"Walking pace" doesn't quite do the first 70 minutes of the US national team's 2-0 win over Jamaica on Friday night justice. It was said a million different ways on Twitter, but we'll give the hat tip to our own Steve Brisendine, who was on the scene:
US playing with the urgency of someone who has cleared security and is reading "People" while waiting for the boarding call.— Steve Brisendine (@SteveBrisendine) October 12, 2013
Feels about right.
Then things changed, and the last 20 minutes felt like the celebration it should have been. Here's three things we learned about that tonight:
1. This is the role for Sacha Kljestan
It's a shame that he didn't get on the scoreboard, because it would be a lot easier to point to a goal or an assist the next time I stridently make the case for Kljestan's inclusion in most gameday 18s.
Even without that marker, though, I'm going to make that case here. For the first time that I can remember, Kljestan played his "natural" position, the one he plays for Anderlecht in central midfield – behind a more attacking midfielder (Mix Diskerud) and free to roam thanks to a more defensive midfielder (Jermaine Jones) cleaning up. It worked perfectly.
The map below left is the US average position in the first half. On the right, you have the final 20 minutes:
In words: Kljestan opened up the game for the wingers – his understanding of how to do that is second to none in the US pool. It's not a coincidence that the rest of the attack suddenly had the ball with more time and space to create once he got on. And on the night, "time and space" was the difference between a listless draw and a multi-goal win.
Do I trust Kljestan in a 4-4-2? No. Do I ever want him on the wing? Nope. But against a team that packed the midfield – as Jamaica did today, and as both Algeria and Ghana did in the last World Cup – Kljestan would be near the top of my list of second-half subs.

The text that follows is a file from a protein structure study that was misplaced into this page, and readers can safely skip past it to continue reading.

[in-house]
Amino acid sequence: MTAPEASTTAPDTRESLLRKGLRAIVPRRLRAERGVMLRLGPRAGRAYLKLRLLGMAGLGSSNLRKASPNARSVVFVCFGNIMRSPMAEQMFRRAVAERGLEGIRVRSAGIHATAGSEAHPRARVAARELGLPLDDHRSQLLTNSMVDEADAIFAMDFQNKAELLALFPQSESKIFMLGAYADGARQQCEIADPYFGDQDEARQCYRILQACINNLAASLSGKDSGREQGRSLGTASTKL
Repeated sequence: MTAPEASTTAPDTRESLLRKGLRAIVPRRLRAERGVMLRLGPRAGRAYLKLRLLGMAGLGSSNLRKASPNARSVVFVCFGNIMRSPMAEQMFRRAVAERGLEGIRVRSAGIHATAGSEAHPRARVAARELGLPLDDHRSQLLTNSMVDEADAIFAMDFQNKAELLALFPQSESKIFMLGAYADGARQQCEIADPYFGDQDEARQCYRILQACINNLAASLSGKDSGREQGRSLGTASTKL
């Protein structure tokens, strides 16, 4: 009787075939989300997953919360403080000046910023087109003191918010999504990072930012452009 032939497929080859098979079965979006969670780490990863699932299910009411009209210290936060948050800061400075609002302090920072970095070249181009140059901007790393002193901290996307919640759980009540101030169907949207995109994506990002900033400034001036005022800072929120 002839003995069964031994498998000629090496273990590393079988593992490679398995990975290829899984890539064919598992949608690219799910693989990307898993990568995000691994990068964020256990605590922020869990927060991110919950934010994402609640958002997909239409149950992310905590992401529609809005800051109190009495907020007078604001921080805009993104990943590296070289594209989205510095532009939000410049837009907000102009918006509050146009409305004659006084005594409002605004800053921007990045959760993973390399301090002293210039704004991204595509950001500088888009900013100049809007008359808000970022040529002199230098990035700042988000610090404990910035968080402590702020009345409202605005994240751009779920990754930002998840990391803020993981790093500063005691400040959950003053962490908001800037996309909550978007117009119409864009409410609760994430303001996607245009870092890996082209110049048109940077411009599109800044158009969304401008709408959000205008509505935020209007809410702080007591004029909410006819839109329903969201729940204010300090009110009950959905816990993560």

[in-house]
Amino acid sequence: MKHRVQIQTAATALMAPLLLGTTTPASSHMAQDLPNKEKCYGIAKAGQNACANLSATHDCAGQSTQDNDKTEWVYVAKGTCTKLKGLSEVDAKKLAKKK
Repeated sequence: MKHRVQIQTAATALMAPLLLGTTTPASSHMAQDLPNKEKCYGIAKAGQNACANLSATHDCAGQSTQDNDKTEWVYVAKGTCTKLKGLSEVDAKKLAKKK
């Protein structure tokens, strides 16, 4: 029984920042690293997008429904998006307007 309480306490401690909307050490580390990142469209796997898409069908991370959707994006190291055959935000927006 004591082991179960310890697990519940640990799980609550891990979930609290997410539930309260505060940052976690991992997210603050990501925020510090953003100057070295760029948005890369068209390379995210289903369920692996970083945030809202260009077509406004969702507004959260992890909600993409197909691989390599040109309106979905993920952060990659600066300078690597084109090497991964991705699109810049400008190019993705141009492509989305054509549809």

2. Getting one fullback into the attack is crucial
On the left are DaMarcus Beasley's attacking touches in his 66 minutes. On the right are Edgar Castillo's in his 24.
Castillo had the benefit of playing most of his time in the Kljestanized game, so this isn't remotely a value judgement on the two players. Instead it's an illustration of just how much better the US are when one of the two fullbacks – and under Klinsmann, that's almost always the left fullback – can get up the field.
It's not about license, either. It's about the midfield staying compact and composed enough to make overlaps feasible. That simply wasn't the case in the first 70 minutes, as the US struggled to complete passes of any sort, but especially ones in the attacking third.
The average in the first four games of the Hexagonal? Forty percent.
Truly, the first 70 minutes were abysmal.
3. Hunger matters leading into the World Cup
It didn't really shock me that the three guys who were most impressive – Kljestan, Graham Zusi and Castillo – were three who are in legitimate dog fights for a spot on the plane next summer.
It was something of a shock that most of the rest of the attackers looked somewhat uninspired. Landon Donovan had maybe his worst game since Cambodia; Jozy Altidore Sunderlanded all over the first 70 minutes; and Alejandro Bedoya still looked sick. Diskerud, meanwhile, looked very much out of sorts playing as a true central midfielder with Jones, who (as usual) alternated between mental lapses and inspired box-to-box play.
And Aron Johannsson was so invisible I actually forgot to mention him in the first draft of this column.
I want to see more of the hungry guys on Tuesday in Panama. It's a chance to get a win in Central America – something Jurgen Klinsmann hasn't done yet, by the way – as well as end the Hex on a high note.
This group deserves at least that much, even if it means throwing Mexico a life preserver.